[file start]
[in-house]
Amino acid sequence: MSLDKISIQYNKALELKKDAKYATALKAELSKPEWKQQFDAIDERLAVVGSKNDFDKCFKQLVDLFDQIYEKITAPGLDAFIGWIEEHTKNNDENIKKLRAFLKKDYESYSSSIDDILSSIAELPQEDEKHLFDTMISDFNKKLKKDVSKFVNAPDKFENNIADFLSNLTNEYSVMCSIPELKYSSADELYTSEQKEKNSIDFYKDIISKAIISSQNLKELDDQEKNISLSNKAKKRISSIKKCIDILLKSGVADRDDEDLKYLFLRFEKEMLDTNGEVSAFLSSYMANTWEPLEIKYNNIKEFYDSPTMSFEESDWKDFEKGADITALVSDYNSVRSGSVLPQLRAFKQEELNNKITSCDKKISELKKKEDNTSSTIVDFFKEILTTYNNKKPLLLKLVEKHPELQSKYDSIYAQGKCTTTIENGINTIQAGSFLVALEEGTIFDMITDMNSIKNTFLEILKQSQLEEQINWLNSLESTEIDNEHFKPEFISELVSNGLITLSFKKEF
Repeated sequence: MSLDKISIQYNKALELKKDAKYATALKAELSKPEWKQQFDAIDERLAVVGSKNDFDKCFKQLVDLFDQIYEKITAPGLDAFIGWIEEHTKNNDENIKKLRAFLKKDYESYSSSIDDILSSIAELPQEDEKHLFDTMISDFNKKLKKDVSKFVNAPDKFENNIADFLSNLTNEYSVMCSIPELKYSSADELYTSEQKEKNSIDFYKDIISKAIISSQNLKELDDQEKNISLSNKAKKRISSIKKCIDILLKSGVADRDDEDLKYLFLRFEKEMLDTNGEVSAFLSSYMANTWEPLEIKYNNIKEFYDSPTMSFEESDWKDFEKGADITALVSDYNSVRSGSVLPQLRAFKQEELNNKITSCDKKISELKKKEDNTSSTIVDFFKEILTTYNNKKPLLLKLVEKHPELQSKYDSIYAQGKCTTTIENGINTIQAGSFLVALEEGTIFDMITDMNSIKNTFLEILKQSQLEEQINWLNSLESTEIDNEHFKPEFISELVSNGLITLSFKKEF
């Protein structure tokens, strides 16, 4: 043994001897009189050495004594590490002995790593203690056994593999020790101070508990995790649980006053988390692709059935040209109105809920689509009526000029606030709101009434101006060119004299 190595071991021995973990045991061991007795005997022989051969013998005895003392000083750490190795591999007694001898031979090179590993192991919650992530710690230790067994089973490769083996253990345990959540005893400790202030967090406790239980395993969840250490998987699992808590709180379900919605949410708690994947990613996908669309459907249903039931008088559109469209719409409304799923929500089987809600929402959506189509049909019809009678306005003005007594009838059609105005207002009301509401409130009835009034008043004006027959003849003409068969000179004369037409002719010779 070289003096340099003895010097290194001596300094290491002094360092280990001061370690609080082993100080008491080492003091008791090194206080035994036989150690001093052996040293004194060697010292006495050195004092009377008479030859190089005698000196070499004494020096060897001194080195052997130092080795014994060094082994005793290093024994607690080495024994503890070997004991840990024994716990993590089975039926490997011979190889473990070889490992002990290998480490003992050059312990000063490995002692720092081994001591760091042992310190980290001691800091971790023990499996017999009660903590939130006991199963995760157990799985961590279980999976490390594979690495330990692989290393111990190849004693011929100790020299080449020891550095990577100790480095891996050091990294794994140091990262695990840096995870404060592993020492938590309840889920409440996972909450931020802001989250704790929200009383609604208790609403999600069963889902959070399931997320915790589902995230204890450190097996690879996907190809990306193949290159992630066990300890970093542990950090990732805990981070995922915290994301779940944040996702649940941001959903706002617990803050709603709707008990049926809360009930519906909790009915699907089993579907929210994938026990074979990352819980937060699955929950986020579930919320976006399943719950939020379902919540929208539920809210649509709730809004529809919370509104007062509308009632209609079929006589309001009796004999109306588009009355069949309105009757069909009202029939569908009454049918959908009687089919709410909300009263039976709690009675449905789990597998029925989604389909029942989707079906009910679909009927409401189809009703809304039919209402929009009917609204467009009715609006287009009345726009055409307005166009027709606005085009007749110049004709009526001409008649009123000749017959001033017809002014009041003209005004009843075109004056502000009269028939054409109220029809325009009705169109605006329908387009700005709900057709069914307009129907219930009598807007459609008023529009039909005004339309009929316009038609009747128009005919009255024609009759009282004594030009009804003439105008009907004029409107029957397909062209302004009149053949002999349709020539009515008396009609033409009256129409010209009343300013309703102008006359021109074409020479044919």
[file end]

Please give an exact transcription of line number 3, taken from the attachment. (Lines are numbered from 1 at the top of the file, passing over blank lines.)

Repeated sequence: MSLDKISIQYNKALELKKDAKYATALKAELSKPEWKQQFDAIDERLAVVGSKNDFDKCFKQLVDLFDQIYEKITAPGLDAFIGWIEEHTKNNDENIKKLRAFLKKDYESYSSSIDDILSSIAELPQEDEKHLFDTMISDFNKKLKKDVSKFVNAPDKFENNIADFLSNLTNEYSVMCSIPELKYSSADELYTSEQKEKNSIDFYKDIISKAIISSQNLKELDDQEKNISLSNKAKKRISSIKKCIDILLKSGVADRDDEDLKYLFLRFEKEMLDTNGEVSAFLSSYMANTWEPLEIKYNNIKEFYDSPTMSFEESDWKDFEKGADITALVSDYNSVRSGSVLPQLRAFKQEELNNKITSCDKKISELKKKEDNTSSTIVDFFKEILTTYNNKKPLLLKLVEKHPELQSKYDSIYAQGKCTTTIENGINTIQAGSFLVALEEGTIFDMITDMNSIKNTFLEILKQSQLEEQINWLNSLESTEIDNEHFKPEFISELVSNGLITLSFKKEF